The Awesomeness that is the Coral Fellowship

by Carey Morishige Martinez, Executive director, AIC Secretariat

CoralFellow_Collage

As job postings for a new cohort of Coral Fellows are closing this Friday (7/31/15), I thought this would be a great “don’t you want to be part of all this awesomeness?” post/tickler.

While I was never a Coral Fellow myself, I’ve worked with fellows in the past, and have learned a lot over the past two years while helping the AIC highlight and push for the renewal of this very successful program.

Since its inception in 2003, the National Coral Reef Management Fellowship Program has been a long-standing fellowship program within NOAA. After a brief hiatus, the program is back and built on a partnership between NOAA’s Coral Reef Conservation Program, U.S. Department of Interior’s Office of Insular Affairs, the U.S. All Islands Coral Reef Committee, and the National Coral Reef Institute. Over the years, this program has provided opportunities for students and recent graduates to gain experience and knowledge in the field of coral reef management at the local level in the coral reef jurisdictions of the U.S. as well as with Federal government agencies like NOAA. A significant number of the previous fellows from this program have gone on to careers in the arena of coral reef and/or marine resources conservation and with the jurisdictional knowledge and understanding gained during the fellowship.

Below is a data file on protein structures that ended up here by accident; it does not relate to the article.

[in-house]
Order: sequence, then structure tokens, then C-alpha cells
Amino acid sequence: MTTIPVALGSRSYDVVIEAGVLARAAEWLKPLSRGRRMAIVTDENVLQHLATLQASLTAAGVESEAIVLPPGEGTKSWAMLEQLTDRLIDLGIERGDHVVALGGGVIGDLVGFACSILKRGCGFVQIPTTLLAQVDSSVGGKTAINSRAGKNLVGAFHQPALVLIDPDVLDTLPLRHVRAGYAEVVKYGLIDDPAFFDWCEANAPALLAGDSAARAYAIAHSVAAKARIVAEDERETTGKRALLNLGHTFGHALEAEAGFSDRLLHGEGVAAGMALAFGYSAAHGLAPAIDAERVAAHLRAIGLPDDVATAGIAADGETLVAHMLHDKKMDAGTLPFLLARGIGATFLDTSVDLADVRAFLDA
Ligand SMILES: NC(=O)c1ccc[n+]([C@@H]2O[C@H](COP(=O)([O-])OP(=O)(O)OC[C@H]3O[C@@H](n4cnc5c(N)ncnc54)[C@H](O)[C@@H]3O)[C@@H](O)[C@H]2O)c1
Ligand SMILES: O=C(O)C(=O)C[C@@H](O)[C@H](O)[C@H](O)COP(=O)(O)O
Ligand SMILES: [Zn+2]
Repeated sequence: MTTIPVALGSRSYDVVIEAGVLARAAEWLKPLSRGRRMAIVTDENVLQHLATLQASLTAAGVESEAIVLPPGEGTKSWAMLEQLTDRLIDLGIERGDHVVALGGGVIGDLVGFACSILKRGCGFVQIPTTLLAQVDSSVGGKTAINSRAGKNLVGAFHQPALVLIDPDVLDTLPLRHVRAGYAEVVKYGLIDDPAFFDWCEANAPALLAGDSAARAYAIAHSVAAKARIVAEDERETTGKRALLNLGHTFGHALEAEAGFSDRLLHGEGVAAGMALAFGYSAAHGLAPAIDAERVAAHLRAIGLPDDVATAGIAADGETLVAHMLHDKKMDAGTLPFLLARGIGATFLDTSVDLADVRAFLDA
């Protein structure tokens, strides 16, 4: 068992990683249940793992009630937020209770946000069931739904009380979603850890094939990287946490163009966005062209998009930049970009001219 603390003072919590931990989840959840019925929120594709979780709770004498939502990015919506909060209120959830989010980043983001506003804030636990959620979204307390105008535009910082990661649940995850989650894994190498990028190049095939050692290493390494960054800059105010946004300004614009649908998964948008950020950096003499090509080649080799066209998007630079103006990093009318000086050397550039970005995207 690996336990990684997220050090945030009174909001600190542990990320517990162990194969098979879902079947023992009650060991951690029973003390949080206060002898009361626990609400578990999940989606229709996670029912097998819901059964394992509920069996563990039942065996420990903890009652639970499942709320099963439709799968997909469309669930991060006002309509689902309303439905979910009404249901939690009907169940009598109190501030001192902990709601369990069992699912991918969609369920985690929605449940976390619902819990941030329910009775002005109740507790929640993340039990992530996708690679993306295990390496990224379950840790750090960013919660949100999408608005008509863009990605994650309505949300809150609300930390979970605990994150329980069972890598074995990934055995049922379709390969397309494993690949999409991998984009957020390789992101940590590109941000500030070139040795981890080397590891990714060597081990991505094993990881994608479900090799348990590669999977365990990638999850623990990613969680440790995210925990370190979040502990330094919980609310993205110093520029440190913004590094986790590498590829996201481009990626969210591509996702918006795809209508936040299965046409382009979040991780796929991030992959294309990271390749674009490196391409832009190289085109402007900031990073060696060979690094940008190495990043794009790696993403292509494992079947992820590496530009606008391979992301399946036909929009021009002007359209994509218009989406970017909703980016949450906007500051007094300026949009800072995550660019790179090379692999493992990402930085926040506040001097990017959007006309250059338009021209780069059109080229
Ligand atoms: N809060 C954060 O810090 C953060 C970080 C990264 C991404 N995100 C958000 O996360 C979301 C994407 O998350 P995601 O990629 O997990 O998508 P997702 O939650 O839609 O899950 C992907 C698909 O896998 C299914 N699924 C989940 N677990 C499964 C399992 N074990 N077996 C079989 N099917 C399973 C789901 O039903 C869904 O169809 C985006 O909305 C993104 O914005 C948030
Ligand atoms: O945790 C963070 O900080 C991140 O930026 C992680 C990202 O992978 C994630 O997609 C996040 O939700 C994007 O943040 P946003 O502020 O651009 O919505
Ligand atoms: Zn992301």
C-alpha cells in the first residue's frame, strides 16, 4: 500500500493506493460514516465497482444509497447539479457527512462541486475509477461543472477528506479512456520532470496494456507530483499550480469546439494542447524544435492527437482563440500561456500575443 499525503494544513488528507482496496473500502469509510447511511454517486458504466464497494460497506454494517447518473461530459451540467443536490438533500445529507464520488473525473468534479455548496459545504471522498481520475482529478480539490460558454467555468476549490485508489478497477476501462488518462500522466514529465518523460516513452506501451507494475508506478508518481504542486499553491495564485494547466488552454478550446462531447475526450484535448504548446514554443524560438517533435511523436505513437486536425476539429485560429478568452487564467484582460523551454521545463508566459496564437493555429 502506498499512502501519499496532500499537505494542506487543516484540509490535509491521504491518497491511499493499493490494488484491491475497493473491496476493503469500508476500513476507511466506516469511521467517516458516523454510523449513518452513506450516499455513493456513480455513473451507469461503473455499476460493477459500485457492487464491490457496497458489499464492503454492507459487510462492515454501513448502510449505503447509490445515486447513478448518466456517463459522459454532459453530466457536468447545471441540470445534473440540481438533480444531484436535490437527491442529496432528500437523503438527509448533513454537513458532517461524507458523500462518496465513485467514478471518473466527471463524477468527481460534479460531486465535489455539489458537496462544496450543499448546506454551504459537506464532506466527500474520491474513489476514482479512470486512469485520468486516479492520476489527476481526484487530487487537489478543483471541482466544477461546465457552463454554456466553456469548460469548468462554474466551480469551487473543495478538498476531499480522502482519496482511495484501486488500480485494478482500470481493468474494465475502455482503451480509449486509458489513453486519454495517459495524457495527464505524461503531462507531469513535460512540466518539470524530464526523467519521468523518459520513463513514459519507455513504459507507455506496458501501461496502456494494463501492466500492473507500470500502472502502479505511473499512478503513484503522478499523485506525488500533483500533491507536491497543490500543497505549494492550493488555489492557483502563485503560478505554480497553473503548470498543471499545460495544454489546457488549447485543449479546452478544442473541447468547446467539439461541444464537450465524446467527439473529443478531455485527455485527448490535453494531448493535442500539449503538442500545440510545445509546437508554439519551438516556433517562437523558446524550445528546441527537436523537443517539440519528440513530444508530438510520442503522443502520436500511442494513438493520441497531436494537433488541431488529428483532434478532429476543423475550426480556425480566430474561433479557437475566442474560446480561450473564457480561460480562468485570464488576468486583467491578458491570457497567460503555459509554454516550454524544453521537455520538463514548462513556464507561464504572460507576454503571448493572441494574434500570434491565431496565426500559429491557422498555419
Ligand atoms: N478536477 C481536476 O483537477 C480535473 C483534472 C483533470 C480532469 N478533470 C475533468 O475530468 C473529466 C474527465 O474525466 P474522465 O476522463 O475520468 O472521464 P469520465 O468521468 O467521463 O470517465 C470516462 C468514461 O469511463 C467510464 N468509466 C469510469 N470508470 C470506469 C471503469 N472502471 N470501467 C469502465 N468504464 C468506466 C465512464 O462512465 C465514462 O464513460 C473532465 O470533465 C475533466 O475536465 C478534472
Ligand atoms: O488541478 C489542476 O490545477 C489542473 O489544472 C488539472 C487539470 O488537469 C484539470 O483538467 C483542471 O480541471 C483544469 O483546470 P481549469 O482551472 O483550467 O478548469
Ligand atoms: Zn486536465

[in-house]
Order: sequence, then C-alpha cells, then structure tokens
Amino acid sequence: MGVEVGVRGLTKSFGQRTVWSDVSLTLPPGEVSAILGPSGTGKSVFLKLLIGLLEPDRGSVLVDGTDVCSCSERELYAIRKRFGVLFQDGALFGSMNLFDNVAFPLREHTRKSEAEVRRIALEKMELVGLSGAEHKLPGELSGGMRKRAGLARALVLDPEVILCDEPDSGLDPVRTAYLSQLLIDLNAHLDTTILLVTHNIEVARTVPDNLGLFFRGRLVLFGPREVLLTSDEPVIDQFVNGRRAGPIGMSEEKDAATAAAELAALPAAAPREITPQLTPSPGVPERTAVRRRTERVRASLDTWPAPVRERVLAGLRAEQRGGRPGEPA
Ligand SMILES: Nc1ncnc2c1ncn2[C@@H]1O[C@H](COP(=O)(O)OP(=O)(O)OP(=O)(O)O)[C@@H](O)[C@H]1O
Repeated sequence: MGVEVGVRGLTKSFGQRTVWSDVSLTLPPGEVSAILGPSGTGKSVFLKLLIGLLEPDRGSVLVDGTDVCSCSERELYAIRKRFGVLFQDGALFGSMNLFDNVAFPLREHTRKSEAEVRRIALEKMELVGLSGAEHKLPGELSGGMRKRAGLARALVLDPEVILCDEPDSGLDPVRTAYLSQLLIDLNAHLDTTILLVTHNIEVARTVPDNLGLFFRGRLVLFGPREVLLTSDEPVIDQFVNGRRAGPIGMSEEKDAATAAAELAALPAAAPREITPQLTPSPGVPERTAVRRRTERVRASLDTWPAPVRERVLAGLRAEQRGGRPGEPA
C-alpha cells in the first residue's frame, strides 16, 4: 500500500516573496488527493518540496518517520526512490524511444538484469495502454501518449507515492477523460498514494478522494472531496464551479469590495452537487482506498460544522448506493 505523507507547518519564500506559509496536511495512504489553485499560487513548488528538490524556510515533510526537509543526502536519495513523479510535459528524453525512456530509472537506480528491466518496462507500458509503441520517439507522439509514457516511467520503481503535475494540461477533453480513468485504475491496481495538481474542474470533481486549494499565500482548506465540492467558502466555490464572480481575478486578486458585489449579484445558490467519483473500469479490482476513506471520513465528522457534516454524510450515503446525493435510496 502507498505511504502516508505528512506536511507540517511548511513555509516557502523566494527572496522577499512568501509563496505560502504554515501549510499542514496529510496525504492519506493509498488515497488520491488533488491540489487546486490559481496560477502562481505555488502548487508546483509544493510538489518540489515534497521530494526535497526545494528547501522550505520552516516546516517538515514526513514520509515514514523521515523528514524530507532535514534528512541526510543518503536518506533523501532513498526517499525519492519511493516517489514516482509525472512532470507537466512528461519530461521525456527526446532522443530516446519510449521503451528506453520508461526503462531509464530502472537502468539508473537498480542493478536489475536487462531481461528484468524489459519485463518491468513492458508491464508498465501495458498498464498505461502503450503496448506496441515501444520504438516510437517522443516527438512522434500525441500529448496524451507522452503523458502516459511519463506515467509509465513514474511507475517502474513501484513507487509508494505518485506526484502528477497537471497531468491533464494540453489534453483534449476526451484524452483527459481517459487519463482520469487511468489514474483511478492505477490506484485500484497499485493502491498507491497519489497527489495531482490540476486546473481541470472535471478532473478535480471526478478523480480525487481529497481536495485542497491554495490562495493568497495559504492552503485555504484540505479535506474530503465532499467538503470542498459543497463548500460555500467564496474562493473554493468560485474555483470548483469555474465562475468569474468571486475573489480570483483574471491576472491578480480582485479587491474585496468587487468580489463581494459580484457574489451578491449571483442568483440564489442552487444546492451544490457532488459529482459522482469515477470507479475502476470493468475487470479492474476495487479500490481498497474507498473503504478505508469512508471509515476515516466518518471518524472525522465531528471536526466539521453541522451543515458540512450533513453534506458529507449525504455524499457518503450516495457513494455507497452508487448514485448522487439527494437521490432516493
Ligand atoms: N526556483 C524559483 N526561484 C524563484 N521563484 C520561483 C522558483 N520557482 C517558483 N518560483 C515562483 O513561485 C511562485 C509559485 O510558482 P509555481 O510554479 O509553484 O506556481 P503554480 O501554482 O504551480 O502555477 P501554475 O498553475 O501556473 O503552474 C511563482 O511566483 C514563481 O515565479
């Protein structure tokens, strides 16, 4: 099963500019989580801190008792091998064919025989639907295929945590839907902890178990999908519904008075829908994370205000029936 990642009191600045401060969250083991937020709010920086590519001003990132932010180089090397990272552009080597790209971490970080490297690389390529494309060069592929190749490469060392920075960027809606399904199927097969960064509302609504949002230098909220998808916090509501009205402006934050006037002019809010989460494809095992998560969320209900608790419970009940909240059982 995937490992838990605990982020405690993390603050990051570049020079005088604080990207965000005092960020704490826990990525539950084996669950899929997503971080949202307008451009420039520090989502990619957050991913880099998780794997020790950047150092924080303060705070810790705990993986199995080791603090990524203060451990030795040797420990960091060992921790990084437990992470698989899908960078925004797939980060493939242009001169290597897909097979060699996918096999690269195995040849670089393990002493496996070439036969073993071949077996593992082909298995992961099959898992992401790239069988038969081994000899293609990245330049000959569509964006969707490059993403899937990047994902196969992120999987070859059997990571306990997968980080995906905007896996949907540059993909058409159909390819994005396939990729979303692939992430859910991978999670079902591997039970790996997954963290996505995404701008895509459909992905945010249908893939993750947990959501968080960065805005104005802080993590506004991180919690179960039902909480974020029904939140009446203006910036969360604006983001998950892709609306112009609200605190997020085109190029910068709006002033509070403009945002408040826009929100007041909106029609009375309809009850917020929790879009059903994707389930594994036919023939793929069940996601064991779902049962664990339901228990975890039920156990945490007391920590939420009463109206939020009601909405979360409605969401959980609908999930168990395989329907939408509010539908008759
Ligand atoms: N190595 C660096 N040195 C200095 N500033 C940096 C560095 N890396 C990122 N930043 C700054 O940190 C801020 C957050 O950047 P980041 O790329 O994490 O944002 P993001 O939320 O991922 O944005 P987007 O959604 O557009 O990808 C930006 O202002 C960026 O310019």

I have to admit that one of the most impressive things about this program is finding out what the fellows accomplished during their fellowship and where are they now. Here are a handful of VERY COOL highlights. 

  • Hawai’i – This fellow played a key role in supporting the work of Local Action Strategies in Hawai’i. Upon completion of her fellowship, she became a Planner for the Hawai’i Division of Aquatic Resources where she led the development of the Hawaii Coral Reef Strategy. She is currently the Reef Resilience Project Manager at The Nature Conservancy.